2
$\begingroup$

I have been searching for proofs that show that $EQ_{CFG}$ is co-Turing-recognizable. When searching for proofs I can only find proofs on the following form:

Construct a TM $M$ which recognizes the complement of $EQ_{CFG}$, M = "On input ⟨G,H⟩":

  1. For each string $x \in \Sigma^*$ in lexicographic order:
  2. Test whether x ∈ L(G) and whether x ∈ L(H), using the algorithm for $A_{CFG}$ .
  3. If one of the tests accepts and the other rejects, accept; otherwise, continue.”

(From: http://cobweb.cs.uga.edu/~potter/theory/6_reducibility.pdf)

Isn't this proof incorrect?

Say that my language is $\Sigma=\{a,b\}$ and that I have $L(G_1) = \{b\}$ and $L(G_2) = {bb}$. $M$ should accept $\langle G_1, G_2\rangle$ since $L(G_1) \neq L(G_2)$. But if we run $M$ with $\langle G_1, G_2\rangle$ the TM will first generate $x=a$, which isn't in either languages so the machine will go back to step 1 and then generate $x=aa$, then $x=aaa$ and so on forever. The machine will never get to $x=b$. Hence, the machine will loop on input that it should accept. Therefore $M$ isn't a Turing recognizer.

Would the proof be correct if step 1 instead would state "For each string $x \in \Sigma^*$, ordered by increasing size and then lexicographic order:"? This should generate strings in the following order: $x=a$, $x=b$, $x=aa$, $x=ab$, $x=ba$, $x=bb$, $x=aaa$, and so on. So in the case above $M$ would reject when $x=b$.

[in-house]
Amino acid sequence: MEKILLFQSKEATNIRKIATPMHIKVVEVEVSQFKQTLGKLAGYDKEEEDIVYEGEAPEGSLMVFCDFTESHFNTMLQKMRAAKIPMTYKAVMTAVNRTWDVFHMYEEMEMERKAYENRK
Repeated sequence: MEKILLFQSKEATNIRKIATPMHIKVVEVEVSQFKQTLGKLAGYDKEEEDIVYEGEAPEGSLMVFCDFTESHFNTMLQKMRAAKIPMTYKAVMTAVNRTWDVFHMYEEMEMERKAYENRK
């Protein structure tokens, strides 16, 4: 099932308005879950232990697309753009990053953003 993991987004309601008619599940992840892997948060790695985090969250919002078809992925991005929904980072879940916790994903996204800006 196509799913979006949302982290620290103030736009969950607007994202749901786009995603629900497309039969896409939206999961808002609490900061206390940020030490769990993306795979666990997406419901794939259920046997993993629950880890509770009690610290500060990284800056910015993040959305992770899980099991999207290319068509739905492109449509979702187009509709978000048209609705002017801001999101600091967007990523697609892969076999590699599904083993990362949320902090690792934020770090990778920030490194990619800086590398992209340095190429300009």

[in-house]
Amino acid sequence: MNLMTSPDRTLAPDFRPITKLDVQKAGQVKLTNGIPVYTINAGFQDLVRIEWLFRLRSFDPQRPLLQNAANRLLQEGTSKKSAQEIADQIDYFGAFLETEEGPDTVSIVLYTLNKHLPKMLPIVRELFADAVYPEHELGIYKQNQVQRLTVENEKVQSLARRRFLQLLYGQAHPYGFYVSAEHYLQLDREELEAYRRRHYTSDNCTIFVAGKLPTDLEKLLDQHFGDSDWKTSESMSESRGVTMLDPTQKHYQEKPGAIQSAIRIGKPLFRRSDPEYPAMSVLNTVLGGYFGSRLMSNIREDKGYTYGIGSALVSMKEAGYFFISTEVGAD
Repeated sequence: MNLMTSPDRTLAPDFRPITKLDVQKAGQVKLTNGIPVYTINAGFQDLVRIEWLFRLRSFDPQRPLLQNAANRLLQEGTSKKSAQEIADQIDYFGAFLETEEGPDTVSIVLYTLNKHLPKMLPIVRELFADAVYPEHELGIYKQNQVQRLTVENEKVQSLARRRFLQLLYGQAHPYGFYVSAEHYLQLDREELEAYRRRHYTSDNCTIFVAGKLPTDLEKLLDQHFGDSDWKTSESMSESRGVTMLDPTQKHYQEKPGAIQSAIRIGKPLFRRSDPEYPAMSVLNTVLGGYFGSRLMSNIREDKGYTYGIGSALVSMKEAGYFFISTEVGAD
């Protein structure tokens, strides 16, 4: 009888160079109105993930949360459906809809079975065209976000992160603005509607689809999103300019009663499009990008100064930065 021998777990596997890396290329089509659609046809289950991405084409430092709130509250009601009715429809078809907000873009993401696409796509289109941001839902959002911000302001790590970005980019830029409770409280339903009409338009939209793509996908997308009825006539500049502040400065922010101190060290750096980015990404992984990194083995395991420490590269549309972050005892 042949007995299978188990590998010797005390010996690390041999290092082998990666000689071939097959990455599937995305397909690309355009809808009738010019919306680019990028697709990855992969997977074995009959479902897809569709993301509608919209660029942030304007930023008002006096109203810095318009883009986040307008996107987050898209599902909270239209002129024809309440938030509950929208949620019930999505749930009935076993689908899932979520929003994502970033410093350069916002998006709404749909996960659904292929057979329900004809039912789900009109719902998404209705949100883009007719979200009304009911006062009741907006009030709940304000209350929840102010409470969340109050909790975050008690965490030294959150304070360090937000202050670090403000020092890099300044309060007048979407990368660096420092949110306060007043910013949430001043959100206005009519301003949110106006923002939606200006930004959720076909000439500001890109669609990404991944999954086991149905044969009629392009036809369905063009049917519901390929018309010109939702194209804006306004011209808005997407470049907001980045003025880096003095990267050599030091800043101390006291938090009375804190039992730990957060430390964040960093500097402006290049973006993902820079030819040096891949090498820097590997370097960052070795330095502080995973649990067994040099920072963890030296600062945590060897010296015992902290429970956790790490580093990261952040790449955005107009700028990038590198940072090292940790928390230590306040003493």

$\endgroup$
3
$\begingroup$

In this context, lexicographic order means:

  • First order by length.
  • Within each length, order lexicographically.

You're saying that the proof is incorrect, but in fact it is only inaccurate in that the order is not quite the lexicographic order. I would say that the proof has a small mistake, but is otherwise correct.

One often encounters such small issues in intricate mathematical arguments. Instead of immediately declaring failure when you run upon such a difficulty, you should try to see if the argument can be fixed by making small adjustments. You're not in a trial, acting as a prosecutor. Rather, you should believe the author that she had some valid proof in mind, but perhaps was a bit sloppy when trying to express her thoughts on paper. It's a cooperative game, in which you are trying to make the proof work rather than try to break it.

$\endgroup$

Your Answer

By clicking “Post Your Answer”, you agree to our terms of service, privacy policy and cookie policy

Not the answer you're looking for? Browse other questions tagged or ask your own question.